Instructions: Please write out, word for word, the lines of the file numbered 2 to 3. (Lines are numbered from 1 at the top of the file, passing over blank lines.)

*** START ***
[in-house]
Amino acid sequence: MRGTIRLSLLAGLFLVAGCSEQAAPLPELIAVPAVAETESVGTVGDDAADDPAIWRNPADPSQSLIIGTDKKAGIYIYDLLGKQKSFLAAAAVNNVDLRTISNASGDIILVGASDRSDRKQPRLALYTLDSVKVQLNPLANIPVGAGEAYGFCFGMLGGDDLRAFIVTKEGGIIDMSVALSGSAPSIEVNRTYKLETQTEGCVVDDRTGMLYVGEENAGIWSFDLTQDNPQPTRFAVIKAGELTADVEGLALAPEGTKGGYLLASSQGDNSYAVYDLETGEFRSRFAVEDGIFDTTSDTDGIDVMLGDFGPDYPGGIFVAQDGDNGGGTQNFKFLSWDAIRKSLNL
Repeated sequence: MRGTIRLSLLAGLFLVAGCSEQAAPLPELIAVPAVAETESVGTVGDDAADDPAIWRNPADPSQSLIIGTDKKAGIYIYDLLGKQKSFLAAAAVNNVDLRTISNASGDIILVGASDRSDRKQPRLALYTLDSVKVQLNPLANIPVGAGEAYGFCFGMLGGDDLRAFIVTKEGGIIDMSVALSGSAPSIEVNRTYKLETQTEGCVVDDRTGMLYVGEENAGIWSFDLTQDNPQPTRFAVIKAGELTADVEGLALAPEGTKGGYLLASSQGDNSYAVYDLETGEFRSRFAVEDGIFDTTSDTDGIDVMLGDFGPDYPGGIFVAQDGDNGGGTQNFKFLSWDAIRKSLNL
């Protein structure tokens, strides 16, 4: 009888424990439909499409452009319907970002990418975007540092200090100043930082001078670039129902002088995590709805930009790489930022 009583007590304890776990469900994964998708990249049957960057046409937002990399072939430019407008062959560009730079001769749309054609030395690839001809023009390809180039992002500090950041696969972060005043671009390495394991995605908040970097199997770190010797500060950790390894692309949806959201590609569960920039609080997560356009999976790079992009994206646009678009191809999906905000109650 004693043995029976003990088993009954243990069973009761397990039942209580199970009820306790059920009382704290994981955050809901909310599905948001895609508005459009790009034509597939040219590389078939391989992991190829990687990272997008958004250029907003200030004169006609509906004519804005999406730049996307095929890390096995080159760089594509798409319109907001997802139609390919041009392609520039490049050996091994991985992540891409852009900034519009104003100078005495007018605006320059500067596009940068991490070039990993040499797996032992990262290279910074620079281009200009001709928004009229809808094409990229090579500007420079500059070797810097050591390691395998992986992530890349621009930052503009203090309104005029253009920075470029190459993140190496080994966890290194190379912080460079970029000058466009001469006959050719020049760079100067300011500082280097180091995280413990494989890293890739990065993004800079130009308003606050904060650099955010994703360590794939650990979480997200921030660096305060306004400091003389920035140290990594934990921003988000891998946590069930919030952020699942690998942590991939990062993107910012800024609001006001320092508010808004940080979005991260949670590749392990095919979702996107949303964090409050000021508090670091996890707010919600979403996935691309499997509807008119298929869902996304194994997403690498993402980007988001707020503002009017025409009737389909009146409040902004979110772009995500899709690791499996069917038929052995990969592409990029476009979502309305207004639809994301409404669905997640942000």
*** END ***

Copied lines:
Amino acid sequence: MRGTIRLSLLAGLFLVAGCSEQAAPLPELIAVPAVAETESVGTVGDDAADDPAIWRNPADPSQSLIIGTDKKAGIYIYDLLGKQKSFLAAAAVNNVDLRTISNASGDIILVGASDRSDRKQPRLALYTLDSVKVQLNPLANIPVGAGEAYGFCFGMLGGDDLRAFIVTKEGGIIDMSVALSGSAPSIEVNRTYKLETQTEGCVVDDRTGMLYVGEENAGIWSFDLTQDNPQPTRFAVIKAGELTADVEGLALAPEGTKGGYLLASSQGDNSYAVYDLETGEFRSRFAVEDGIFDTTSDTDGIDVMLGDFGPDYPGGIFVAQDGDNGGGTQNFKFLSWDAIRKSLNL
Repeated sequence: MRGTIRLSLLAGLFLVAGCSEQAAPLPELIAVPAVAETESVGTVGDDAADDPAIWRNPADPSQSLIIGTDKKAGIYIYDLLGKQKSFLAAAAVNNVDLRTISNASGDIILVGASDRSDRKQPRLALYTLDSVKVQLNPLANIPVGAGEAYGFCFGMLGGDDLRAFIVTKEGGIIDMSVALSGSAPSIEVNRTYKLETQTEGCVVDDRTGMLYVGEENAGIWSFDLTQDNPQPTRFAVIKAGELTADVEGLALAPEGTKGGYLLASSQGDNSYAVYDLETGEFRSRFAVEDGIFDTTSDTDGIDVMLGDFGPDYPGGIFVAQDGDNGGGTQNFKFLSWDAIRKSLNL